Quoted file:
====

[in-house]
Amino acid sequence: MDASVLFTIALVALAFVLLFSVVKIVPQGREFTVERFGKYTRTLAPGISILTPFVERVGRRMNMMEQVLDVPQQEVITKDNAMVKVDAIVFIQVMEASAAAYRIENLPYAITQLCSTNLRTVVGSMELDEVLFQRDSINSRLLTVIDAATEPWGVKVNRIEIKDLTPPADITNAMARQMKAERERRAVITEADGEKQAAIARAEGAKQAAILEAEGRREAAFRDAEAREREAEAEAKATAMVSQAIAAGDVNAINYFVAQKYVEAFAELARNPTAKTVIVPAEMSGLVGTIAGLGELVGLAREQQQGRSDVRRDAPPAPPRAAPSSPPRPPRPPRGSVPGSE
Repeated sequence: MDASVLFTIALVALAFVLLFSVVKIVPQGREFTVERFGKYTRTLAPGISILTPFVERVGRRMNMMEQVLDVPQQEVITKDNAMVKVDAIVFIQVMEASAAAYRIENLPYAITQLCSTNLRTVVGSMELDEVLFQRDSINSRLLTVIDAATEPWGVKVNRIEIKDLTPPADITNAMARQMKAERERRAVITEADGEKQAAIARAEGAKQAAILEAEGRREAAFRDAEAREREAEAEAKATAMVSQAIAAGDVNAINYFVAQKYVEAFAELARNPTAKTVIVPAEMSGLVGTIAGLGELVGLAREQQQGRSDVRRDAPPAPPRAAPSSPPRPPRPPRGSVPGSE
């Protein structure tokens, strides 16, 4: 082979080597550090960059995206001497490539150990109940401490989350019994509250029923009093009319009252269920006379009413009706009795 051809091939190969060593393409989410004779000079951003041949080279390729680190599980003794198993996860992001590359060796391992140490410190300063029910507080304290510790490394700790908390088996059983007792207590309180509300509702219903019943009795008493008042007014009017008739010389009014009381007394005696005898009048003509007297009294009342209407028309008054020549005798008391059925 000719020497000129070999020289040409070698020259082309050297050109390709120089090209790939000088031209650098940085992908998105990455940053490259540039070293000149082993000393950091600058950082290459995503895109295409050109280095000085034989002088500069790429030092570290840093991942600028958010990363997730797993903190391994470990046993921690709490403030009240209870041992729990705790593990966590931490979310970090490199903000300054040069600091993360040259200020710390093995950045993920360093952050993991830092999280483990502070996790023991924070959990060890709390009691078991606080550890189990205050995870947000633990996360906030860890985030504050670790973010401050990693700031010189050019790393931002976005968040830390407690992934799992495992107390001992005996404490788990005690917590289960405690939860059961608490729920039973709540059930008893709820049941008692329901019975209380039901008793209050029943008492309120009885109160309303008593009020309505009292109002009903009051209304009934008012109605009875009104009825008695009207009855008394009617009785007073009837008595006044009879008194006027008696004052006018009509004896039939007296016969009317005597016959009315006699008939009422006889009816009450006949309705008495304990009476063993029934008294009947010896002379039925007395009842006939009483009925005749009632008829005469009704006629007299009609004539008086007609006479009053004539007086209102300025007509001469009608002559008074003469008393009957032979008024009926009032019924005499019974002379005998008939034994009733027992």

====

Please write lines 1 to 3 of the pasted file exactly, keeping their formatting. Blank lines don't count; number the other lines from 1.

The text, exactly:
[in-house]
Amino acid sequence: MDASVLFTIALVALAFVLLFSVVKIVPQGREFTVERFGKYTRTLAPGISILTPFVERVGRRMNMMEQVLDVPQQEVITKDNAMVKVDAIVFIQVMEASAAAYRIENLPYAITQLCSTNLRTVVGSMELDEVLFQRDSINSRLLTVIDAATEPWGVKVNRIEIKDLTPPADITNAMARQMKAERERRAVITEADGEKQAAIARAEGAKQAAILEAEGRREAAFRDAEAREREAEAEAKATAMVSQAIAAGDVNAINYFVAQKYVEAFAELARNPTAKTVIVPAEMSGLVGTIAGLGELVGLAREQQQGRSDVRRDAPPAPPRAAPSSPPRPPRPPRGSVPGSE
Repeated sequence: MDASVLFTIALVALAFVLLFSVVKIVPQGREFTVERFGKYTRTLAPGISILTPFVERVGRRMNMMEQVLDVPQQEVITKDNAMVKVDAIVFIQVMEASAAAYRIENLPYAITQLCSTNLRTVVGSMELDEVLFQRDSINSRLLTVIDAATEPWGVKVNRIEIKDLTPPADITNAMARQMKAERERRAVITEADGEKQAAIARAEGAKQAAILEAEGRREAAFRDAEAREREAEAEAKATAMVSQAIAAGDVNAINYFVAQKYVEAFAELARNPTAKTVIVPAEMSGLVGTIAGLGELVGLAREQQQGRSDVRRDAPPAPPRAAPSSPPRPPRPPRGSVPGSE